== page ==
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Markets react as Russia announces sanctions on Europe and US

The full extent of the impact will unfold over time.

By: Dipa Tank – Risk Management Specialist, Consultus International Group

Until last week, the Kremlin’s toughest economic response had been to cut off gas supplies to Poland and Bulgaria and demand a new payment scheme by rubles for European buyers of gas. Last Wednesday, the Russian government-imposed sanction measures on Europe and the US, including the German and Polish sections of the Yamal pipeline. This is seen to be the biggest step in curtailment of gas flows from Russia to Europe. Furthermore, as tensions mount Russia could demand payment by roubles for other commodities including oil, grain, fertilisers, coal, and metals, raising the risk of recession in Europe and the United States.

European Commission announces ‘REPowerEU’

The EU has today announced the so called ‘REPowerEU’ package of nearly €300 billion ($315 billion) to support the drive for greater fuel efficiency and renewables growth, in a bid to strengthen EU climate polices and relieve its dependency on Russian energy. The commission has devised a solar energy plan, with plans to double photovoltaic capacity by 2025, alongside a proposed phased-in obligation to install solar panels on new buildings. Around €2 billion has been earmarked for oil-investment funding for those member states, like Hungary, highly dependent on Russian oil. An EU ban on coal from Russia is due to start in August. The European Commission has recognised the need to improve the administrative burden and red tape associated with approval times of project applications, stating that approval times need to fall to as little as a year or less. The package supports the European Unions blueprint – the so called ‘Fit for 55’ package – to slash pollution by at least 55% from 1990 levels and to reaching climate neutrality by 2050.

Russia’s Sanctions imposition – Significance

The 3rd May Presidential Decree explicitly forbade All Russian entities from exporting products, raw materials and making deals with those on the sanctions list, or even to fulfil obligations under existing deals. The list by and large covers those countries that have imposed sanctions on Russia following the invasion of Ukraine.

Europe imports greater than a third of its gas from Russia and the advanced curtailment of gas flows from Russia to Europe heightens uncertainty over future gas supplies. This has fuelled bullish impetus across gas markets, with prices tracing back much of the losses from earlier in the week. European markets are grappling with soaring energy prices, forcing governments to announce fiscal relief measures. A growing concern for Germany, and much of the Eurozone, is a period of stagflation with surging inflation and stalling growth combining. The UK Inflation measure, Consumer price index CPI, stands at 9% today.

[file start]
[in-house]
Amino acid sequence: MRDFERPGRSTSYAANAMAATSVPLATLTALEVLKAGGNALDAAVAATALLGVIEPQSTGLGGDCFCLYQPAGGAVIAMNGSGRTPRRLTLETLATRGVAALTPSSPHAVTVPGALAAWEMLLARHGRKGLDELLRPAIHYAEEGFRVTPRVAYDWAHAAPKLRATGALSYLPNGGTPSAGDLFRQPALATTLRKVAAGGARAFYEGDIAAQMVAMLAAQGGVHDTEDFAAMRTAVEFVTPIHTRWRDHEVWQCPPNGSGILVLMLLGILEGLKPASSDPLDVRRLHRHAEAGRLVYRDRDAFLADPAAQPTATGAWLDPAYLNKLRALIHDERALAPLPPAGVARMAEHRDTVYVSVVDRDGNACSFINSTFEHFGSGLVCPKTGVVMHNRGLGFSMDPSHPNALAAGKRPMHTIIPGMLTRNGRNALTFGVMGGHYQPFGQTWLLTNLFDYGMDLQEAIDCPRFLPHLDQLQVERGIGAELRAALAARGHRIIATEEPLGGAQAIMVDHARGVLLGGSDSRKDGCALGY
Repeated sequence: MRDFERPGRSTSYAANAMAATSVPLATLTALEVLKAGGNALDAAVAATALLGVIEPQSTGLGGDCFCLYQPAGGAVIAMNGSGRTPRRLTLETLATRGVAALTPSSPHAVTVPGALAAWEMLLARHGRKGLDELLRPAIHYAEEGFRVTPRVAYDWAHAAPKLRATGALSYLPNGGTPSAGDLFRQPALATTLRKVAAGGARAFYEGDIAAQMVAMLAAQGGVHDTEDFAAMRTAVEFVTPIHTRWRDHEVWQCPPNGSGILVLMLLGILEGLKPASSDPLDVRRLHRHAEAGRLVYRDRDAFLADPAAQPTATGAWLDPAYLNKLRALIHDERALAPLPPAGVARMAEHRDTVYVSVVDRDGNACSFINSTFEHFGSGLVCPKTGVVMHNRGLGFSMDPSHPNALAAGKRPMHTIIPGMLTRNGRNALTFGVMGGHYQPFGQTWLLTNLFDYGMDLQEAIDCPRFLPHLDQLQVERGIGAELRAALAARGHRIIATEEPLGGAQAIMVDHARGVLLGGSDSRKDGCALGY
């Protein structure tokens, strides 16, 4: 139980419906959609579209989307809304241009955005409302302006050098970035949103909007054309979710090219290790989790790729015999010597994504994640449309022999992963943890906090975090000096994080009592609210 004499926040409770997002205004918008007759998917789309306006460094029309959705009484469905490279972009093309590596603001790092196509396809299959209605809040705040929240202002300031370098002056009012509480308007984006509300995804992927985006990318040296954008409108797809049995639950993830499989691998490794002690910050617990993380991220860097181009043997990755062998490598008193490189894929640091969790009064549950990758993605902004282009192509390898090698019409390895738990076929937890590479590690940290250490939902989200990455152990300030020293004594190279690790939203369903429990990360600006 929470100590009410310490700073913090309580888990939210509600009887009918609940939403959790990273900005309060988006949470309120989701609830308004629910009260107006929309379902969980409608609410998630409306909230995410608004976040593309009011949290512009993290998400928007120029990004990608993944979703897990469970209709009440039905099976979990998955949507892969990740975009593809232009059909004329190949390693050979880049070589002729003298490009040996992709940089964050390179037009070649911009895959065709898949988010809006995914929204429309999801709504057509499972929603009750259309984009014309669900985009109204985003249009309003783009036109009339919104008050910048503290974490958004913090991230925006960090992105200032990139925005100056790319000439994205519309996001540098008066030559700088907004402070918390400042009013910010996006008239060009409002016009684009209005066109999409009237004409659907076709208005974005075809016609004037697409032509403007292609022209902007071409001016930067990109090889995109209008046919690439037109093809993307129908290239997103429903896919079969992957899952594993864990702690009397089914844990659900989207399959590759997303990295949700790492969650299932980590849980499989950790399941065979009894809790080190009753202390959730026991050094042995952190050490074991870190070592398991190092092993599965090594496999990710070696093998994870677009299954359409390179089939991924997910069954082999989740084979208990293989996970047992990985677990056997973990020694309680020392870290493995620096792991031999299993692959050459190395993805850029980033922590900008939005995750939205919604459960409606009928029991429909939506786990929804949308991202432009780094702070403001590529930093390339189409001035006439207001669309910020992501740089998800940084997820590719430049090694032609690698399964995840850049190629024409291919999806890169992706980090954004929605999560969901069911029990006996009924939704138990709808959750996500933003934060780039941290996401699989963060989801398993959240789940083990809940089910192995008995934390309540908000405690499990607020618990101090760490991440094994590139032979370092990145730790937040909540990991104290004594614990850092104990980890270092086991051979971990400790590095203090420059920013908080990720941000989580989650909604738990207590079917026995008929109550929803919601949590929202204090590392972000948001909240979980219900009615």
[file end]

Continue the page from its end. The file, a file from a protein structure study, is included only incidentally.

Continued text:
Despite a period of low consumer demand, gas storage facilities are merely at c40% spurring mounting pressure for European gas stores to be ramped up ahead of this winter.

Focus on Germany

Last month Gazprom ceased involvement with Gazprom Germania, which then fell under the German Regulators authority as trustee. Russian gas accounted for 55% of Germany’s imports last year. The move will impact Russian gas production for the entire gas value chain from pipeline transmission, energy trading to storage. Impacting supplies across industry, wholesalers, retailers and households.

Europe’s biggest economy, Germany, continues to prepare a framework for an emergency package to support industry during the energy crisis, by granting further loans and guarantees. The prospect of emergency gas rationing is a credible option currently under examination, with industry being prioritised over households, contrary to current German policy arrangements. Under the plans, government could also take control over critical entities such as refineries in a bid to reduce reliance on Russian imports, thereby lowering dependence on Russian gas to c30% by year end.

German Legislation was passed last week allowing the government authority to nationalise energy companies as a last resort, with any such justification being based on the grounds of energy security as opposed to punitive measures toward Russia.

The PCK refinery, operated by Russia’s Rosneft in Schwedt near Poland, accounts for most of Germany’s remaining Russian oil imports, which could be hit by tighter EU rules on Russian oil sales and imports.

The German network regulator has advised that Russian gas alternatives were now being sourced and supplied to the market, thereby limiting any adverse impacts of Russian sanctions.

Markets will continue to factor in risk premium to prices until the full extent of the impacts of Russian imposed sanctions becomes clearer. The market remains open to volatility due to the ongoing energy crisis and as Europe transitions to become less reliant on Russia for its energy.

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